Massachusetts Daily Collegian

‘Calvary’ laces optimism with incredibly dark comedy

By Griffin Lyons

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“Calvary” is two things. It is the English version of the Latin name for Golgotha, the hill Jesus Christ was crucified on, and it is a comedy whose staggeringly morbid sense of humor is braced by the hard-worn hopefulness of an aging priest. “Calvary” is the second film by John Michael McDonagh, following his debut with the dark comedy “The Guard” in 2011. Mining comedy from even bleaker circumstances than that debut, the film’s humor is a departure from its predecessor in parts and an escalation in others, but it’s also the key to a belief in the human potential for goodness that underpins the entire story.

“Calvary” follows Father James Lavelle, the Catholic priest in a small Irish coastal parish, played by McDonagh’s collaborator in “The Guard,” Brendan Gleeson (“In Bruges”; “Edge of Tomorrow”). One Sunday, during confession, a parishioner tells Gleeson that he will kill him as revenge against the Catholic Church for molestation he suffered at the hands of a different priest decades ago. He gives Father James a week’s time to set his personal business in order. It’s nothing personal, the parishioner explains; it’s simply that killing a good priest will generate more shock and attention than killing a bad one. That week forms the arc of the film, as Father James faces one last succession of crises from his congregation with care, sincerity and wry humor.

The tension between the concept of goodness and the struggle to live according to it encapsulates the entire film. As village priest, Father James at once commands respect from the village and serves as the focus of intensely resentful disillusionment with the Catholic Church that he represents. In his personal life, Father James is a recovering alcoholic and grapples with guilt as he attempts to reconcile with his adult daughter Fiona (Kelly Reilly, “Sherlock Holmes”; ABC’s “Black Box”), born before he joined the priesthood and estranged after the death of her mother.

The value of faith is an issue that dominates the film. One quiet, wrenching scene takes place in a hospital, as Father James administers last rites to the dying husband of a stranded tourist (Marie-Josée Croze, “The Diving Bell and the Butterfly”; “Munich”). As he subsequently prays with her in the hospital’s chapel, they discuss the nature of faith. The tourist wonders how it could be so easy for some people to lose their faith. Father James offers that perhaps, for them, faith is only the fear of death.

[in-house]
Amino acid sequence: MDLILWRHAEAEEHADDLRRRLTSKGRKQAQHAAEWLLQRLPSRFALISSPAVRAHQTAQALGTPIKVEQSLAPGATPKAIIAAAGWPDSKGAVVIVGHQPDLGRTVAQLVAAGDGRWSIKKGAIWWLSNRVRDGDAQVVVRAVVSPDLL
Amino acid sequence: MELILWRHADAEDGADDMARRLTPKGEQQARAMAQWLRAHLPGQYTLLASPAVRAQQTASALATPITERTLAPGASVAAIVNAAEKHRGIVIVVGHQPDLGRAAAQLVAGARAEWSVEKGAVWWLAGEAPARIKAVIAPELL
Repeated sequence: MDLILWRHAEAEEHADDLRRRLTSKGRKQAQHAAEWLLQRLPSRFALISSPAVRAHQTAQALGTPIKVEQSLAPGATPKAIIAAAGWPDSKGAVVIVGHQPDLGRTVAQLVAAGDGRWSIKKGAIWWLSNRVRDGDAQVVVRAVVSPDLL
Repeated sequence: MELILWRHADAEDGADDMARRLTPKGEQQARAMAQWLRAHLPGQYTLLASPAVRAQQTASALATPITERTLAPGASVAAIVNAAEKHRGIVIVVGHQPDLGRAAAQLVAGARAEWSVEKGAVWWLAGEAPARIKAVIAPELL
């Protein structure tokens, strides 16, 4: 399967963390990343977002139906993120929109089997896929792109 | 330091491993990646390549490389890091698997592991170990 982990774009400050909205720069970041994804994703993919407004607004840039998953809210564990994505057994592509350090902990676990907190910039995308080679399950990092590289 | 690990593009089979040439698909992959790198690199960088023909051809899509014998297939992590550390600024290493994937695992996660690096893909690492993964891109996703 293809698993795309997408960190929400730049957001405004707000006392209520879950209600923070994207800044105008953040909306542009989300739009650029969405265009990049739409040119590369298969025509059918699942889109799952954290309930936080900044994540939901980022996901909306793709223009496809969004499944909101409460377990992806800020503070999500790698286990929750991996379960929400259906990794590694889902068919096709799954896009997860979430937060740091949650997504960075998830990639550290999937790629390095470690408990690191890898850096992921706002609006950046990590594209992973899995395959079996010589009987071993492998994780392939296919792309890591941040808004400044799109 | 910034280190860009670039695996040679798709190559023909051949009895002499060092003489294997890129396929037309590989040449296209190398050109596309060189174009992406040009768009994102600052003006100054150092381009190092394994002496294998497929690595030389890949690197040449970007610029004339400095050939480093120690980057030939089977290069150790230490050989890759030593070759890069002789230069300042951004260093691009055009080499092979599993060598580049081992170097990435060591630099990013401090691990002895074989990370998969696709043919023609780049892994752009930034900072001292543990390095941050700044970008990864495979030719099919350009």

On his way out, Father James encounters another challenge to the meaningfulness of his work in a brilliant but pessimistic exchange with Aiden Gillen (HBO’s “Game of Thrones” and “The Wire”) as Frank Harte, an atheistic doctor who loves to cajole the priest about his faith. Wondering out loud about the limits of the role he plays versus the one Father James does, Harte admits that he’s beginning to feel a little clichéd playing from the same repertoire of cynical observations. “The material’s getting a bit stale,” Father James agrees.

In Calvary, however, everyone’s material is getting stale. The knowledge of his impending demise throws things into a new light for Father James, but little looks different. Confronted with issues such as a young parishioner (Killian Scott) debating joining the army as an outlet for his escalating romantic frustration, an elderly writer (M. Emmet Walsh, “Blade Runner”; “Blood Simple”) openly discussing the pros and cons of ending his life before he grows infirm and senile and an unbearably obnoxious financial speculator (Dylan Moran) seeking to ease his conscience by donating to the church, Father James responds to their dramatics with wry, pretension-deflating humor and a genuine effort to help them. Each encounter, however, leaves him a little more worried about the limits of his ability to do good.

Despite the barrage of doubt, contempt and tragedy, Father James’s belief in goodness is what sustains him, and ultimately, the film. In a conversation with his daughter Fiona on a walk along the coast, he expresses to her the belief that sin is focused on too often, and that virtue is neglected. Confronted head-on with the former, Father James’s choice is to search for the latter, even where there may not be any.

As he says, “Forgiveness has been highly underrated.”

Griffin Lyons can be reached at [email protected].

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